384246 Production of Biodiesel from Michigan Soybean Oil Using Supercritical Methanol with Acetic Acid

Wednesday, November 19, 2014: 12:55 PM
M301 (Marriott Marquis Atlanta)
Jonathan E. Wenzel1, Jason Davis2, Endel Maricq1, Michael Stogsdill2 and Ali Zand2, (1)Chemical Engineering, Kettering University, Flint, MI, (2)Chemistry and Biochemistry, Kettering University, Flint, MI

Biodiesel is an affordable and renewable transportation fuel. Within the United States it is commonly produced from soybean oil.  In conventional production of biodiesel, the transesterfication reaction is typically catalyzed in batch reactors with reaction times greater than 1 hour.  Supercritical methanol is an alternative to catalyzed biodiesel production resulting in significantly reduced reaction times at temperatures greater than 350 °C.  The addition of acetic acid enables the transesterfication reaction to proceed in supercritical methanol at lower temperatures, nearing methanol’s critical temperature of 240 °C. Lower temperatures could result in a decrease in the energy costs of supercritical methanol biodiesel production.  The effects of temperature, concentration of acetic acid, methanol concentration, and reaction time on the production of biodiesel from Michigan soybean oil were evaluated in an agitated 500 mL Hastelloy C276 batch reactor.  In addition, the effect of adding biodiesel as a recycle into the reactor to facilitate mixing was also evaluated.  The product composition was characterized using ASTM D6584.  The viscosity, acidity, and density of the biodiesel product were also evaluated.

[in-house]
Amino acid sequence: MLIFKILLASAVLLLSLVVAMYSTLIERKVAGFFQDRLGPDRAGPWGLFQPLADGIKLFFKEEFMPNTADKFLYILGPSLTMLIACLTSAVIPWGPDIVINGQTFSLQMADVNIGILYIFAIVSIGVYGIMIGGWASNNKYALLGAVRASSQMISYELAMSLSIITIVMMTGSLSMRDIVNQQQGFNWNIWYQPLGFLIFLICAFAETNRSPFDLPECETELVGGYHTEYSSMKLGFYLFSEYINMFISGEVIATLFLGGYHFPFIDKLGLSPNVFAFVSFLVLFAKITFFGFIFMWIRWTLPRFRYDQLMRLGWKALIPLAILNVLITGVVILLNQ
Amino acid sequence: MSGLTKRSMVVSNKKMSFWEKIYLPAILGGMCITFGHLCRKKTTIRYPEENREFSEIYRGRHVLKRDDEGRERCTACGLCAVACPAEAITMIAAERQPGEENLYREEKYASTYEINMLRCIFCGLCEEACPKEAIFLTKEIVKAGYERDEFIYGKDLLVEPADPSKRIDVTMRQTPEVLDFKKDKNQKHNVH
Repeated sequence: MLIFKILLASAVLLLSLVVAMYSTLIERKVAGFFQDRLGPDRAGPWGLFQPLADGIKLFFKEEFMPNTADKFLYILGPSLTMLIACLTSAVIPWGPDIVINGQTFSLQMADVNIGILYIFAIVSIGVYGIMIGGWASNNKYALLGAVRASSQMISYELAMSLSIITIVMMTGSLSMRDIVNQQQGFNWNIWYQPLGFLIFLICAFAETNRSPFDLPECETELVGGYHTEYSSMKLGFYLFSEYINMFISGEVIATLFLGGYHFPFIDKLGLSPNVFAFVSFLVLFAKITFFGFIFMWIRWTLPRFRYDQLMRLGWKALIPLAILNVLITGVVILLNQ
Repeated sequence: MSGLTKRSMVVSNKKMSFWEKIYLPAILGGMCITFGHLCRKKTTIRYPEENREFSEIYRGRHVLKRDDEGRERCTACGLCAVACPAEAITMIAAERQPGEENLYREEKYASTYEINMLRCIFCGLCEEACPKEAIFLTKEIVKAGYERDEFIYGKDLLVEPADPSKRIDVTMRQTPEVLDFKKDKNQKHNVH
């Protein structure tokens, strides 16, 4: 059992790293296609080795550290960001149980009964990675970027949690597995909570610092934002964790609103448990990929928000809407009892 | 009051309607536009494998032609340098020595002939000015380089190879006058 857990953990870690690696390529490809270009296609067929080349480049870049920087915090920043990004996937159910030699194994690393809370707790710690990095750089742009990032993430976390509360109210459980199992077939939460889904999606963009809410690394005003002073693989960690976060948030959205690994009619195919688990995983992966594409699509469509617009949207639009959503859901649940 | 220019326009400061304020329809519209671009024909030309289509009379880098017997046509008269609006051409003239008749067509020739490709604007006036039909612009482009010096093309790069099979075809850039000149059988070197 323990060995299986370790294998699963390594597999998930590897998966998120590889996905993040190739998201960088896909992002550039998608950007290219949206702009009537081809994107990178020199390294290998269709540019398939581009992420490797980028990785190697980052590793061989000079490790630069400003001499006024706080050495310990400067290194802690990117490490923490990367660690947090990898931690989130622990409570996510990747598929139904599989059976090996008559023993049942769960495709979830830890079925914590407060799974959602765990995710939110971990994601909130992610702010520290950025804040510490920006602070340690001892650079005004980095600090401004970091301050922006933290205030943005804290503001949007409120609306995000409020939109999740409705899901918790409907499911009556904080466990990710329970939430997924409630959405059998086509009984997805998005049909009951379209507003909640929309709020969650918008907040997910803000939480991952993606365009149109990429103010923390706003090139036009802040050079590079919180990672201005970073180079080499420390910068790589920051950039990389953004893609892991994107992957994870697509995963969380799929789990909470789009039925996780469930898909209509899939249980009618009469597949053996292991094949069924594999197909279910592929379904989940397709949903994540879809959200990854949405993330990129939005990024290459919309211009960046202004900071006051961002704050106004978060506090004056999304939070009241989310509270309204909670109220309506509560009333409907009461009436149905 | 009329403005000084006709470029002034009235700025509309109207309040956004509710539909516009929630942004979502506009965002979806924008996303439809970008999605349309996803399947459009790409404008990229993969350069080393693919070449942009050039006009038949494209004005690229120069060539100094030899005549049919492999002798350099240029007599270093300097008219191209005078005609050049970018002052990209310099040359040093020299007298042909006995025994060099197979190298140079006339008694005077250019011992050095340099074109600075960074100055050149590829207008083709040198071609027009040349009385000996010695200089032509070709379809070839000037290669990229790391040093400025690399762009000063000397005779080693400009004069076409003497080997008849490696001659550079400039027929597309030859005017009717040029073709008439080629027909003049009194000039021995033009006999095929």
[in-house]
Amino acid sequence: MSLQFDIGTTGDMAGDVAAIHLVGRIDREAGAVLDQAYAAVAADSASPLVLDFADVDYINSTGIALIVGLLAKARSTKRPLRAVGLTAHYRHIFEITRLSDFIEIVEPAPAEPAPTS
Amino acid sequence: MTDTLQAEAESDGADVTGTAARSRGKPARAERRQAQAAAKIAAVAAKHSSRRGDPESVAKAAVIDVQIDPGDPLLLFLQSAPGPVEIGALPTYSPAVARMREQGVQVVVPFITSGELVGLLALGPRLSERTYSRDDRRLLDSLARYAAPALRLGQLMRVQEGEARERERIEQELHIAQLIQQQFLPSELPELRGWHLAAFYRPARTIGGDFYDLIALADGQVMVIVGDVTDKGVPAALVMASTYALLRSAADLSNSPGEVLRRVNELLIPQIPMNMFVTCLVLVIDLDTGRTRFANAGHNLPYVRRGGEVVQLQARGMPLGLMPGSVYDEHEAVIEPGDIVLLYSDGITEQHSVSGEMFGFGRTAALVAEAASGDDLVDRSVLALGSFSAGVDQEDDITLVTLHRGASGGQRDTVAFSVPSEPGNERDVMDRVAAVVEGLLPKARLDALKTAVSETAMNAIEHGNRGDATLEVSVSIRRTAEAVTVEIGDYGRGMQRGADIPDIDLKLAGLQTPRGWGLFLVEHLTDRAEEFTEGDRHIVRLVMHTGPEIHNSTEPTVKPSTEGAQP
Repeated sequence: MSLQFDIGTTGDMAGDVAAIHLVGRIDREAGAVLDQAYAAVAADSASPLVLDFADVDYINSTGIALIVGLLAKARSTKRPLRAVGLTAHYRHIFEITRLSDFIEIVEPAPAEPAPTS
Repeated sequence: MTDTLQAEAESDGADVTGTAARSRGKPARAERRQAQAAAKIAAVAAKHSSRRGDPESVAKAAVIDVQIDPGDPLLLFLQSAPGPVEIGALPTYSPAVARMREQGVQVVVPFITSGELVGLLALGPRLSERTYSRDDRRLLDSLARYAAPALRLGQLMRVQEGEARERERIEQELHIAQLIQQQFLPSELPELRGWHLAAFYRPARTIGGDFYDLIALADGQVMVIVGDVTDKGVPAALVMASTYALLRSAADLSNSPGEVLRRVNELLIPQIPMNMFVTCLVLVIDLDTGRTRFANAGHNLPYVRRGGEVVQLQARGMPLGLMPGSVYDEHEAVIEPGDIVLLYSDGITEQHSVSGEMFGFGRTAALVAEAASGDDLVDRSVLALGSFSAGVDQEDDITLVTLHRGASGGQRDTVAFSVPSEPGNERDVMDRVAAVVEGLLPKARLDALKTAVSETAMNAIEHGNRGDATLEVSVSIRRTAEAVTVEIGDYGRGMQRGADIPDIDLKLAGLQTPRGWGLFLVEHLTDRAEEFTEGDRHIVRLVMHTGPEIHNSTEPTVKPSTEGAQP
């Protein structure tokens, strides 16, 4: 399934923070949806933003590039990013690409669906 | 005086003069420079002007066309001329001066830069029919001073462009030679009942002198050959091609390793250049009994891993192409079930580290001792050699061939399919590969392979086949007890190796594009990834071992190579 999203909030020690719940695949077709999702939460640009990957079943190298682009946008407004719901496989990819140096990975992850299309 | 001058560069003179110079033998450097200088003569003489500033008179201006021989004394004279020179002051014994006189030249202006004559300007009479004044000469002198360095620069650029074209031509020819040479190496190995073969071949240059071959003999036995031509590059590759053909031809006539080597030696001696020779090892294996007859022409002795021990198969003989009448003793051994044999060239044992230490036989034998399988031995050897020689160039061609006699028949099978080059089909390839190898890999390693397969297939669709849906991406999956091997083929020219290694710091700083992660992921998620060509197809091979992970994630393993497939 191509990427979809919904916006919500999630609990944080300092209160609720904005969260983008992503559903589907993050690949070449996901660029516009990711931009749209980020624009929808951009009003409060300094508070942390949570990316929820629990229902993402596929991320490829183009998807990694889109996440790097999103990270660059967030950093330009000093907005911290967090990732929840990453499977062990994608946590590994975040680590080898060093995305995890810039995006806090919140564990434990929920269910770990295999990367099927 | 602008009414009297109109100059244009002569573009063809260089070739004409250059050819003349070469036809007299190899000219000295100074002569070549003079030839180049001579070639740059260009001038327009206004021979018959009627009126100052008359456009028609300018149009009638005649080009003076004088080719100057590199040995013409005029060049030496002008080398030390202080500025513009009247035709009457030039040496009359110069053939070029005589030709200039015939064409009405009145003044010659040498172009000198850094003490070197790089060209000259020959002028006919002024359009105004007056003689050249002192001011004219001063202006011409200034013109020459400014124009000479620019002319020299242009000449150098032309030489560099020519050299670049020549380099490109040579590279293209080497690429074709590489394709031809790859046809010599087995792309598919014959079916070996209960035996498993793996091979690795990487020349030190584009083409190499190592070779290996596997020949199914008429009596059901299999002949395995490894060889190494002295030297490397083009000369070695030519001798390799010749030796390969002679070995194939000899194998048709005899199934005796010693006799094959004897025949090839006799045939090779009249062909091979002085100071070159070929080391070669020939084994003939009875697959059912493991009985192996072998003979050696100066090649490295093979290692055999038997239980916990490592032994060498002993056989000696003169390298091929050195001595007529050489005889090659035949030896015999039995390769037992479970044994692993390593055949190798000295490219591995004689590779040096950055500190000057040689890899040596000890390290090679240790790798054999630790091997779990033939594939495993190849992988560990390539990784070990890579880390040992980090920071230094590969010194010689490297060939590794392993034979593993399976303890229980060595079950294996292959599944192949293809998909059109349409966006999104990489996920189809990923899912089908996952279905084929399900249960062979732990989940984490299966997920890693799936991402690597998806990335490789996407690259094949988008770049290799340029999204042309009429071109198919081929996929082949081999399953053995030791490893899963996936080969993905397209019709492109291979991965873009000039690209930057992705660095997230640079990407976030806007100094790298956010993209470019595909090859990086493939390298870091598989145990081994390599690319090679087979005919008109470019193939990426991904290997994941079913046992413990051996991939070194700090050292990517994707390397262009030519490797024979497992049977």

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See more of this Session: Alternative Fuels and Enabling Technologies I
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